We gain more personal insights into Pennant as a man through correspondence with family members, including his aunt, Elizabeth Pennant, to whom he writes home from his Irish trip of 1754, and, most notably, his elder son, David, the recipient of a series of paternal letters intended to instruct and advise. These cover David Pennant's school years, his days as a student at Christ Church College, Oxford, and his later continental tours of 1785–92 in Switzerland, Spain, Italy and France. As Justice of the Peace, Pennant also took a close interest in matters of public order in his local area: his correspondence reflects his efforts to set up a Loyalist Association on the model of John Reeves in 1792, his pursuit of suspected felons and his rage at improper behaviour relating to parliamentary representation.

Aims of the Pennant Correspondence Project

Our primary aim has been to produce digital, searchable editions of a selection of Pennant’s letters, focusing on those which shed light on the creation of his published tours. This work is ongoing, and completed edited letters will continue to be added to the Curious Travellers site in the future. A concomitant aim has been to compile a list of the entirety of Pennant’s correspondence, and this work is being done in conjunction with the Oxford Cultures of Knowledge project, Early Modern Letters Online (EMLO). The EMLO database contains thousands of letters from the seventeenth to the early-nineteenth centuries, allowing users to search correspondence networks in a variety of ways. As we continue to add information to EMLO, we are gaining a clearer picture of Pennant’s interests at different points in his life (see The Correspondence of Thomas Pennant).


The letters are preserved in disparate collections. The most substantial is that held at Warwickshire County Record Office, deposited there with the greater part of the Pennant family papers in 1980. Further significant collections are found at the National Library of Wales and the National Library of Scotland, with smaller deposits dispersed in various county archives, including those of Cornwall, Cheshire, Cumbria, the East Riding of Yorkshire, Flintshire, Staffordshire and Stoke and Suffolk, and in libraries, museums and societies, from the British Library and the British Museum, to Fitzwilliam Museum, Cambridge, the Bodleian Library, Oxford, Lambeth Palace Library, the Linnean Society, the Royal Society, Society of Antiquaries, the Victoria and Albert Museum, and the Morrab Library, Penzance. Reflecting Pennant's wide geographical interests, some letters are preserved as far afield as the United States (at the American Philosophical Society Library; Houghton Library, Harvard University; James Ford Bell Collection at the University of Minnesota; New York Public Library; Paul Mellon Collection, Virginia; Peabody Museum, Salem, Mass.; Pierpont Morgan Library, New York; Pennsylvania State University Libraries); Australia (Mitchell Library, Sydney; National Library of Australia) and New Zealand (Alexander Turnbull Library). Most of Pennant's overseas correspondents were based on mainland Europe but, while letters have surfaced at Uppsala University Library, the possibility of locating material in libraries and archives in France, Italy, the Netherlands, Spain and Russia is yet to be fully investigated.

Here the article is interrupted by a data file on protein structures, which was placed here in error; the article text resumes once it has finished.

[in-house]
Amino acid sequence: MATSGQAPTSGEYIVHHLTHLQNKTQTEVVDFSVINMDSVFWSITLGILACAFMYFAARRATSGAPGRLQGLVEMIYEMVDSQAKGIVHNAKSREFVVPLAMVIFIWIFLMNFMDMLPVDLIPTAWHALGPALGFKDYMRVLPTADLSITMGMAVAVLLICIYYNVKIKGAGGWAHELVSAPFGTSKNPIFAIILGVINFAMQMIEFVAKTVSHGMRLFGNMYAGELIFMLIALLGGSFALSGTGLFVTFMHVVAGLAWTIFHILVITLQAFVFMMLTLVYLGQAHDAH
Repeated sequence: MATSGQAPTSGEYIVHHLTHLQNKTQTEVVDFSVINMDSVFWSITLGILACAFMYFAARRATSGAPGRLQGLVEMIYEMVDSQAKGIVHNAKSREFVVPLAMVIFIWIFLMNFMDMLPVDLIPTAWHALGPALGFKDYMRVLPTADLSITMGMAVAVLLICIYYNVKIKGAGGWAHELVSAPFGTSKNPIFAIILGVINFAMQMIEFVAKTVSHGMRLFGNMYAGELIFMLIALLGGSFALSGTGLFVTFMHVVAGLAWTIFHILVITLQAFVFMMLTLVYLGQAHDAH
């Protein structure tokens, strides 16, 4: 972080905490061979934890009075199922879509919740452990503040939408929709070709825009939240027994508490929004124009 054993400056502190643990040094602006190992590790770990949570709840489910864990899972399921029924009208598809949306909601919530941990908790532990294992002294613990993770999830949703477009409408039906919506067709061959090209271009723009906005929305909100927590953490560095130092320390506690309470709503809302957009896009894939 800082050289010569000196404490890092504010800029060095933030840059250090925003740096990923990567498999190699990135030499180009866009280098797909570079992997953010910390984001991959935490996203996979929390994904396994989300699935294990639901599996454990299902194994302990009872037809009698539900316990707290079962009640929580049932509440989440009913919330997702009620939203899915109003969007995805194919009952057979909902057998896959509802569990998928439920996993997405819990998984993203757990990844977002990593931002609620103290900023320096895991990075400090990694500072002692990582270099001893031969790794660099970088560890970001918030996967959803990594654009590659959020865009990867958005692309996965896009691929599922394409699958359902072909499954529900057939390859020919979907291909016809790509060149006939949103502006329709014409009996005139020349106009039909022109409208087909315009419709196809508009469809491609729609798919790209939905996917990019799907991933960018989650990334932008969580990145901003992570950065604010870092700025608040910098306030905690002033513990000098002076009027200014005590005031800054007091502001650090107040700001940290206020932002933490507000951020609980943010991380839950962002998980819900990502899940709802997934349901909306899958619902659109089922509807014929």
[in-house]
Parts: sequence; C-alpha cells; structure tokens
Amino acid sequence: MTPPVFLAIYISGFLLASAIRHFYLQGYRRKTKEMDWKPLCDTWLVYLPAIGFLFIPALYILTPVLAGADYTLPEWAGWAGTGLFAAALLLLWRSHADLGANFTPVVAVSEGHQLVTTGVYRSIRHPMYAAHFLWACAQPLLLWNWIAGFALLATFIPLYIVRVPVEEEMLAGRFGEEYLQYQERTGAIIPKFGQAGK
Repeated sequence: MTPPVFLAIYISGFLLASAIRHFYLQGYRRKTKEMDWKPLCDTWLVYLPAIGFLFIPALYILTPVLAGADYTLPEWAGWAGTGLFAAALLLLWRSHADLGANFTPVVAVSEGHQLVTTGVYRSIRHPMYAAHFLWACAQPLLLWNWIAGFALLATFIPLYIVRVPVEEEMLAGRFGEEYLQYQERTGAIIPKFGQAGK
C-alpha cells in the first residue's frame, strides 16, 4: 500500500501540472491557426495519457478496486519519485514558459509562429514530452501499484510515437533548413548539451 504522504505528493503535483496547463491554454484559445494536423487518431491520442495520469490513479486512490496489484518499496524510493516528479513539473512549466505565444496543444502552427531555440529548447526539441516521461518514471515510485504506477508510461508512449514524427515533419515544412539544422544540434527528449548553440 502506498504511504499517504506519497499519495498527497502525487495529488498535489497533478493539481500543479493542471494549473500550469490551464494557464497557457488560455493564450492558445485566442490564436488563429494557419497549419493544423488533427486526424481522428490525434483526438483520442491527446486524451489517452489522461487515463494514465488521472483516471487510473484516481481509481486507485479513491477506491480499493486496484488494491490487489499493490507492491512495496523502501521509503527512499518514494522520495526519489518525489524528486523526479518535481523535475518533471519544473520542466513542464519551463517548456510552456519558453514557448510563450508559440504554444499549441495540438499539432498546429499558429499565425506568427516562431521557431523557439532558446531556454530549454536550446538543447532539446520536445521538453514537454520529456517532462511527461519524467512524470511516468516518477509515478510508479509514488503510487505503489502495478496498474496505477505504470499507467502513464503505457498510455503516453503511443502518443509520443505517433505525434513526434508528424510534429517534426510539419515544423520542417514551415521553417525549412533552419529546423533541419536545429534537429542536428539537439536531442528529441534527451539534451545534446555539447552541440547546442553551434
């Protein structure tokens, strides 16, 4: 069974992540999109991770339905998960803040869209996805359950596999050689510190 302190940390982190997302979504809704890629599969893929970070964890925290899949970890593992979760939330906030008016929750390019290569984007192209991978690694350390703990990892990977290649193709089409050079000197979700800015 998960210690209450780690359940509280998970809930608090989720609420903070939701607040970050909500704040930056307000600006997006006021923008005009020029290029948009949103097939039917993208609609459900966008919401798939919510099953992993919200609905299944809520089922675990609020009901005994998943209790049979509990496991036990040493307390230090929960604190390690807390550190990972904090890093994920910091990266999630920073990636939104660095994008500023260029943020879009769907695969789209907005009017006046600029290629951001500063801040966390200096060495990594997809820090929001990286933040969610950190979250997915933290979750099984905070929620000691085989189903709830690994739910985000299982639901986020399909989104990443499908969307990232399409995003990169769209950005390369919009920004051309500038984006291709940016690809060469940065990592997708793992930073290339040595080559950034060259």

Further reading: existing printed and online editions of selections of Pennant’s correspondence.

Neil Chambers (ed.), The Letters of Sir Joseph Banks: A Selection 1768–1820 (London: Imperial College Press, 2000).
— The Indian and Pacific correspondence of Sir Joseph Banks, 1768-1820
, 8 vols. (London: Pickering and Chatto, 2008-2014).
Scientific Correspondence of Sir Joseph Banks 1765–1820 (London: Pickering and Chatto, 2007).
G.T. Fox (ed.), Memoirs of Marmaduke Tunstall Esq., and George Allan, Esq., Together with Notices of the Works of Thomas Bewick (Newcastle: 1827).
John Nichols, Literary Anecdotes of the Eighteenth Century: Comprizing Biographical Memoirs of William Bowyer, Printer, 9 vols., viii (London: 1814).
Carol Urness, A Naturalist in Russia: Letters from Peter Simon Pallas to Thomas Pennant (Minneapolis: University of Minnesota Press, 1967).
Gilbert White, The Natural History of Selborne, ed. Anne Secord (Oxford: OUP, 2013).
The Yale Edition of Horace Walpole’s Correspondence .
The Linnaean Correspondence Collection .
The Correspondence of Sir James Edward Smith .